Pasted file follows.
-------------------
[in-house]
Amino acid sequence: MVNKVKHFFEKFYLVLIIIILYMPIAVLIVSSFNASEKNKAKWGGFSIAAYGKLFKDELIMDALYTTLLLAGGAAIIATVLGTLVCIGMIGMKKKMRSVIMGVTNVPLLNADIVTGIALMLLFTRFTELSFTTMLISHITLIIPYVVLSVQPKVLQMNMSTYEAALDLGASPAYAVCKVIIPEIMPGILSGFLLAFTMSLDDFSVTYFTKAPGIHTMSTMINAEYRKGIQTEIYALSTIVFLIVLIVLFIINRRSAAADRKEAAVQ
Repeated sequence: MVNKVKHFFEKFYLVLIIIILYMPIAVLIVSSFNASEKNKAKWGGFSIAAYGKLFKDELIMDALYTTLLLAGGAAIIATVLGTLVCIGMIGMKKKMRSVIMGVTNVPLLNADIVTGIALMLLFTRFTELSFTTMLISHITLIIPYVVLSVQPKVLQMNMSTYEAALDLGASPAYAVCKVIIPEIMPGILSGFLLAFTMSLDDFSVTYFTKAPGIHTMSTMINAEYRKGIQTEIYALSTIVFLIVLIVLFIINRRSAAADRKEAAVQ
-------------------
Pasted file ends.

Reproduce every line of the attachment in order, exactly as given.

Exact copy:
[in-house]
Amino acid sequence: MVNKVKHFFEKFYLVLIIIILYMPIAVLIVSSFNASEKNKAKWGGFSIAAYGKLFKDELIMDALYTTLLLAGGAAIIATVLGTLVCIGMIGMKKKMRSVIMGVTNVPLLNADIVTGIALMLLFTRFTELSFTTMLISHITLIIPYVVLSVQPKVLQMNMSTYEAALDLGASPAYAVCKVIIPEIMPGILSGFLLAFTMSLDDFSVTYFTKAPGIHTMSTMINAEYRKGIQTEIYALSTIVFLIVLIVLFIINRRSAAADRKEAAVQ
Repeated sequence: MVNKVKHFFEKFYLVLIIIILYMPIAVLIVSSFNASEKNKAKWGGFSIAAYGKLFKDELIMDALYTTLLLAGGAAIIATVLGTLVCIGMIGMKKKMRSVIMGVTNVPLLNADIVTGIALMLLFTRFTELSFTTMLISHITLIIPYVVLSVQPKVLQMNMSTYEAALDLGASPAYAVCKVIIPEIMPGILSGFLLAFTMSLDDFSVTYFTKAPGIHTMSTMINAEYRKGIQTEIYALSTIVFLIVLIVLFIINRRSAAADRKEAAVQ